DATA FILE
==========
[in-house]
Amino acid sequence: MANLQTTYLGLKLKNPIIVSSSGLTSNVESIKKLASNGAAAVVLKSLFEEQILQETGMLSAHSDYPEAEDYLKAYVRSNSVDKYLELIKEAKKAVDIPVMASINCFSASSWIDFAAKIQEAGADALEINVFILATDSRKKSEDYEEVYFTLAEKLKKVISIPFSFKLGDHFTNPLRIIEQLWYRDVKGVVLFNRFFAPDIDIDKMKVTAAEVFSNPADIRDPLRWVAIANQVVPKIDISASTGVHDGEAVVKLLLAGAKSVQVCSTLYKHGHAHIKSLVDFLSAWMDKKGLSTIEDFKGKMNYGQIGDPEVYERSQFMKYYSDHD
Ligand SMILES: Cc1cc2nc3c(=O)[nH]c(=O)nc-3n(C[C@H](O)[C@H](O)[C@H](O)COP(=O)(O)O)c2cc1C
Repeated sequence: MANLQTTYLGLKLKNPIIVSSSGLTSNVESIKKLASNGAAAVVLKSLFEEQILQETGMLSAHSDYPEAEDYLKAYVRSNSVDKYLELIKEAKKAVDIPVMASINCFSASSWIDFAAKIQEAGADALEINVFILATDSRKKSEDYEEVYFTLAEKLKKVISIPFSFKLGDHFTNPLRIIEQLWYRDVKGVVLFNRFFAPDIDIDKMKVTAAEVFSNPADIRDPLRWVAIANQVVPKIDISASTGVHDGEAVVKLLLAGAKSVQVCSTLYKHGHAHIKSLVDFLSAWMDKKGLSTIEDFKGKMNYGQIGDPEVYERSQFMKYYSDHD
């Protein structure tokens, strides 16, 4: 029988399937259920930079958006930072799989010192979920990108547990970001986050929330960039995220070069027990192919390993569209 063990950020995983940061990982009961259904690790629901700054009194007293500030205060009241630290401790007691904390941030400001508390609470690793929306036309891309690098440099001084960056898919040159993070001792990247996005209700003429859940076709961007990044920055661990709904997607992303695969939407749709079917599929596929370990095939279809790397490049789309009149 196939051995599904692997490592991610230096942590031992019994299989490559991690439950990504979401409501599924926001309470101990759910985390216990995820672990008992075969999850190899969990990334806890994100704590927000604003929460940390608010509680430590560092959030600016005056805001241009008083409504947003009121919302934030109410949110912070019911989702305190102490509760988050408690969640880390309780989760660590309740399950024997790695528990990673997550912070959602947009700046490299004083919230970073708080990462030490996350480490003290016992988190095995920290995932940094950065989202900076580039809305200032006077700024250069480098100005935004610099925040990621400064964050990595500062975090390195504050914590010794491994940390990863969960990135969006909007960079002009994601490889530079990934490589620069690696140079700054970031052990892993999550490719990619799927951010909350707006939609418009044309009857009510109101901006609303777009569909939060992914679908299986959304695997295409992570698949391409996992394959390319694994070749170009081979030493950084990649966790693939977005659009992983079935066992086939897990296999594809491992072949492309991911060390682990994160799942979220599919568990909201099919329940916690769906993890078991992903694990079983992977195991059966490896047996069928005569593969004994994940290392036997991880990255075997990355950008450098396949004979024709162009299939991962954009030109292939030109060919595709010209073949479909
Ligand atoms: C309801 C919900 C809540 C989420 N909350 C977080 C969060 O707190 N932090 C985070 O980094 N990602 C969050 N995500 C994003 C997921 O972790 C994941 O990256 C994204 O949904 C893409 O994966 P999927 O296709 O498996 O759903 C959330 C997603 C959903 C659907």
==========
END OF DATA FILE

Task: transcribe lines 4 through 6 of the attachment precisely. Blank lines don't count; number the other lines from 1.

Repeated sequence: MANLQTTYLGLKLKNPIIVSSSGLTSNVESIKKLASNGAAAVVLKSLFEEQILQETGMLSAHSDYPEAEDYLKAYVRSNSVDKYLELIKEAKKAVDIPVMASINCFSASSWIDFAAKIQEAGADALEINVFILATDSRKKSEDYEEVYFTLAEKLKKVISIPFSFKLGDHFTNPLRIIEQLWYRDVKGVVLFNRFFAPDIDIDKMKVTAAEVFSNPADIRDPLRWVAIANQVVPKIDISASTGVHDGEAVVKLLLAGAKSVQVCSTLYKHGHAHIKSLVDFLSAWMDKKGLSTIEDFKGKMNYGQIGDPEVYERSQFMKYYSDHD
């Protein structure tokens, strides 16, 4: 029988399937259920930079958006930072799989010192979920990108547990970001986050929330960039995220070069027990192919390993569209 063990950020995983940061990982009961259904690790629901700054009194007293500030205060009241630290401790007691904390941030400001508390609470690793929306036309891309690098440099001084960056898919040159993070001792990247996005209700003429859940076709961007990044920055661990709904997607992303695969939407749709079917599929596929370990095939279809790397490049789309009149 196939051995599904692997490592991610230096942590031992019994299989490559991690439950990504979401409501599924926001309470101990759910985390216990995820672990008992075969999850190899969990990334806890994100704590927000604003929460940390608010509680430590560092959030600016005056805001241009008083409504947003009121919302934030109410949110912070019911989702305190102490509760988050408690969640880390309780989760660590309740399950024997790695528990990673997550912070959602947009700046490299004083919230970073708080990462030490996350480490003290016992988190095995920290995932940094950065989202900076580039809305200032006077700024250069480098100005935004610099925040990621400064964050990595500062975090390195504050914590010794491994940390990863969960990135969006909007960079002009994601490889530079990934490589620069690696140079700054970031052990892993999550490719990619799927951010909350707006939609418009044309009857009510109101901006609303777009569909939060992914679908299986959304695997295409992570698949391409996992394959390319694994070749170009081979030493950084990649966790693939977005659009992983079935066992086939897990296999594809491992072949492309991911060390682990994160799942979220599919568990909201099919329940916690769906993890078991992903694990079983992977195991059966490896047996069928005569593969004994994940290392036997991880990255075997990355950008450098396949004979024709162009299939991962954009030109292939030109060919595709010209073949479909
Ligand atoms: C309801 C919900 C809540 C989420 N909350 C977080 C969060 O707190 N932090 C985070 O980094 N990602 C969050 N995500 C994003 C997921 O972790 C994941 O990256 C994204 O949904 C893409 O994966 P999927 O296709 O498996 O759903 C959330 C997603 C959903 C659907």